Pakistan's powerful security establishment had advised former military ruler Pervez Musharraf not to return to the country just days before he ended his self-imposed exile of nearly four years, according to a media report on Tuesday.
"No one wanted him (Musharraf) to come back," an unnamed official was quoted as saying by The Express Tribune.
The primary reason that the military opposed Musharraf's return was threats to his life, and the army feared his homecoming could lead to other political controversies, the official said.
There was consensus among all stakeholders – including the civil leadership and the military establishment – that Musharraf should not have returned home at this stage.
However, Musharraf defied the military's advice and went ahead with his plan to fly into Karachi from Dubai in March.
The army's opposition stemmed from fears that the legal challenges Musharraf is facing "may open a Pandora's box", the report said.
The Supreme Court on Monday began hearing five petitions seeking Musharraf's trial on charges of high treason for violating the Constitution and imposing emergency in 2007.
The case is expected to trigger several legal controversies if he opts to defend himself, said retired judge Tariq Mehmood.
"The case may involve people who were then Musharraf's aides, both in the military as well as in the civilian government," he said.
The apex court could issue directions to the federal government to initiate a case of high treason against Musharraf, according to senior lawyer Lt Col (retired) Inam-ur-Raheem.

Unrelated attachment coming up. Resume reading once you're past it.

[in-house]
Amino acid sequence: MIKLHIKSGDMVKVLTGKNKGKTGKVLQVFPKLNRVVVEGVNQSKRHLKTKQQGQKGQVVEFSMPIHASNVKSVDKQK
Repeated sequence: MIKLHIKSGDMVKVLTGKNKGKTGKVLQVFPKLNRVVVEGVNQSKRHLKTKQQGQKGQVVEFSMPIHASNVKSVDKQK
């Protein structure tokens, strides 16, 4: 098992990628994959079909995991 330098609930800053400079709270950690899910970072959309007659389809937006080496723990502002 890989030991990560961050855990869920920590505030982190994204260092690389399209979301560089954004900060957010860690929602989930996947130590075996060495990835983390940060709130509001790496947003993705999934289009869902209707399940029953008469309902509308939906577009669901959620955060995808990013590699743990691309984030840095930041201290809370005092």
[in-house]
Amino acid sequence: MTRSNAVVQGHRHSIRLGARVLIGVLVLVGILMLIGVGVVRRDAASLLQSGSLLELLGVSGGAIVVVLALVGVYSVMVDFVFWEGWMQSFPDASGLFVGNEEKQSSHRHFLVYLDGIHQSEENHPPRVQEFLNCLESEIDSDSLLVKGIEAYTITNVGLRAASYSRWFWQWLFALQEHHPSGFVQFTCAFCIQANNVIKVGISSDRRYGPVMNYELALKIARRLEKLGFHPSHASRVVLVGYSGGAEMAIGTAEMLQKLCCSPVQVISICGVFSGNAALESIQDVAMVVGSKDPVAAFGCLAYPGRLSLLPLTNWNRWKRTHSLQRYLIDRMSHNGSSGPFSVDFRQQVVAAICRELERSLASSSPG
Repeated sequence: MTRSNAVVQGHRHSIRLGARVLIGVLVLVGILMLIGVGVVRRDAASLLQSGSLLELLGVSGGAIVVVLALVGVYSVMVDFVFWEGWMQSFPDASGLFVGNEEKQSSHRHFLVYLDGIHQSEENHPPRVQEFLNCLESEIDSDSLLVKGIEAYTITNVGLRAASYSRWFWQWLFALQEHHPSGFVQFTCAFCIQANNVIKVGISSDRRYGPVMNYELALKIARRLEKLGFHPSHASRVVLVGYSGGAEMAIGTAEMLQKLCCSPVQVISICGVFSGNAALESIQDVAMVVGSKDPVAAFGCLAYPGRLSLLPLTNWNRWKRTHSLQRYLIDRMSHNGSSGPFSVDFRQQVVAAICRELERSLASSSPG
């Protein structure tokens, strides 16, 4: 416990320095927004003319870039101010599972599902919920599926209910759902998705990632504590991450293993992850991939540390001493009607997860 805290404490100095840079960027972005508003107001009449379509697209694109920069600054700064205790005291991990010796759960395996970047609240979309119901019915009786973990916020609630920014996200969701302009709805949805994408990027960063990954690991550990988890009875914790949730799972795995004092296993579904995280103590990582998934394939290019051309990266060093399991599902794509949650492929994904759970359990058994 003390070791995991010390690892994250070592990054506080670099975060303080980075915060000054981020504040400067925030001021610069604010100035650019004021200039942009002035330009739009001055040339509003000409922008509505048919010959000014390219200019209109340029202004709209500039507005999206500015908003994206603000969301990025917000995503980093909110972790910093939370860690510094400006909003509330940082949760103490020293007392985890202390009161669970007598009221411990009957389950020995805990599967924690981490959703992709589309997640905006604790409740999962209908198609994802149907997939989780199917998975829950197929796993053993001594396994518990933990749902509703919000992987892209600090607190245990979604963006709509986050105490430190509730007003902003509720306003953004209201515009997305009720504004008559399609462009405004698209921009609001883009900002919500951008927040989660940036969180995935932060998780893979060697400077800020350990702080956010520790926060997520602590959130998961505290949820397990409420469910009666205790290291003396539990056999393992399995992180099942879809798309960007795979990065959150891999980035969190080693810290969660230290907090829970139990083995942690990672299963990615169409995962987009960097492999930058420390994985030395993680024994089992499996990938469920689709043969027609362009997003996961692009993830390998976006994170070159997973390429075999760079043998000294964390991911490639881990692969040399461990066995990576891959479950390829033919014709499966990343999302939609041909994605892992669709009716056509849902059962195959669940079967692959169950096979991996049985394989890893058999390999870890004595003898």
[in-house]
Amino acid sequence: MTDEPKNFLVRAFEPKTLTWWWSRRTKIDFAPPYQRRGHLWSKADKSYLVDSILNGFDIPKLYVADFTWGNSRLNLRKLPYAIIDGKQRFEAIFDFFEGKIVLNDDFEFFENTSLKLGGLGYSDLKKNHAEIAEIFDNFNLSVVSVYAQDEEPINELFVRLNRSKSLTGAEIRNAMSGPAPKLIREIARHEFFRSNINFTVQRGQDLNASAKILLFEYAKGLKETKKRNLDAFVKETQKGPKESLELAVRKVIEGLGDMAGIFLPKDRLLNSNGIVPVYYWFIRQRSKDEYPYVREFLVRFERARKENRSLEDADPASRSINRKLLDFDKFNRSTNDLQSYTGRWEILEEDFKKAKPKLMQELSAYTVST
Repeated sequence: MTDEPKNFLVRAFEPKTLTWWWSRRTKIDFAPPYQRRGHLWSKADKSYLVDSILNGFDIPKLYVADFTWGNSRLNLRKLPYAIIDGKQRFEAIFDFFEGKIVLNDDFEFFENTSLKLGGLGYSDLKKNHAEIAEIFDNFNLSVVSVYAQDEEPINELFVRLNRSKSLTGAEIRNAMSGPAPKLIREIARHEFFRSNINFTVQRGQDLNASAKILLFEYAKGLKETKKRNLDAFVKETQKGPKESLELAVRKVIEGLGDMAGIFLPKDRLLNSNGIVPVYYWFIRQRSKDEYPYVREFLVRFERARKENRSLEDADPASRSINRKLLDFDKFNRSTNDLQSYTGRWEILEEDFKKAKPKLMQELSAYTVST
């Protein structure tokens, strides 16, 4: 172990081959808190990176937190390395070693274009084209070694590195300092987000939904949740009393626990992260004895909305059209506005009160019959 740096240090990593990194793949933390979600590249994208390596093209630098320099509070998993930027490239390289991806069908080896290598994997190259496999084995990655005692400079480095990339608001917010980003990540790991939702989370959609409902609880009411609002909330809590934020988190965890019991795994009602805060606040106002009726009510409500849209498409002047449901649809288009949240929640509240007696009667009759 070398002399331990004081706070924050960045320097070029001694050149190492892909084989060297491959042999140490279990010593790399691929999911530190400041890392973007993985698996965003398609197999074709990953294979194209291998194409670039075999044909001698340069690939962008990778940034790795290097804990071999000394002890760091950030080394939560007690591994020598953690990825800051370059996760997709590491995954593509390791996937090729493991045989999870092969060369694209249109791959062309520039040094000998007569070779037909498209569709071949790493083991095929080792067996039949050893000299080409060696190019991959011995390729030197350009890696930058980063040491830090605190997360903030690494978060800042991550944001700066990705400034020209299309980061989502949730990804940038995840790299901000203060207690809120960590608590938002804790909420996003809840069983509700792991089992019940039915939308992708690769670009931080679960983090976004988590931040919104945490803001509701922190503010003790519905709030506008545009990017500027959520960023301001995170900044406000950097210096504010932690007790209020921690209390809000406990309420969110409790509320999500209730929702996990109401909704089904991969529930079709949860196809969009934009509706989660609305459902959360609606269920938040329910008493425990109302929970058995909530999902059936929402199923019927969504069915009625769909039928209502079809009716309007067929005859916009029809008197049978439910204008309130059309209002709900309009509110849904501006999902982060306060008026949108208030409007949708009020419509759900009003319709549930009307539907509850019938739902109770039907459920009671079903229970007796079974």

The court can conduct his trial because he is now a civilian, he added.
The apex court could also refer the matter to army authorities to conduct the trial through a Field General Court Marshal – the highest forum to try an accused from the military, Raheem said.
"Musharraf's trial can be conducted under Section 59 of the Army Act, 1954," he said.
If Musharraf names both civilian aides and corps commanders, in his defence, he would have to justify his stance.
The court, however, could summon anyone, whether they served in the military or the civilian government, Raheem said.
Asked whether the civilian government in 2007 had given legal consent for imposing emergency, Tariq Azeem, who served as deputy information minister in former premier Shaukat Aziz's cabinet, said: "I cannot recall any cabinet meeting in which any decision was taken to impose emergency on November 3, 2007."
Legal experts believe it is too early to draw conclusions at this stage and it is not clear whether the caretaker government has the power to order Musharraf's trial.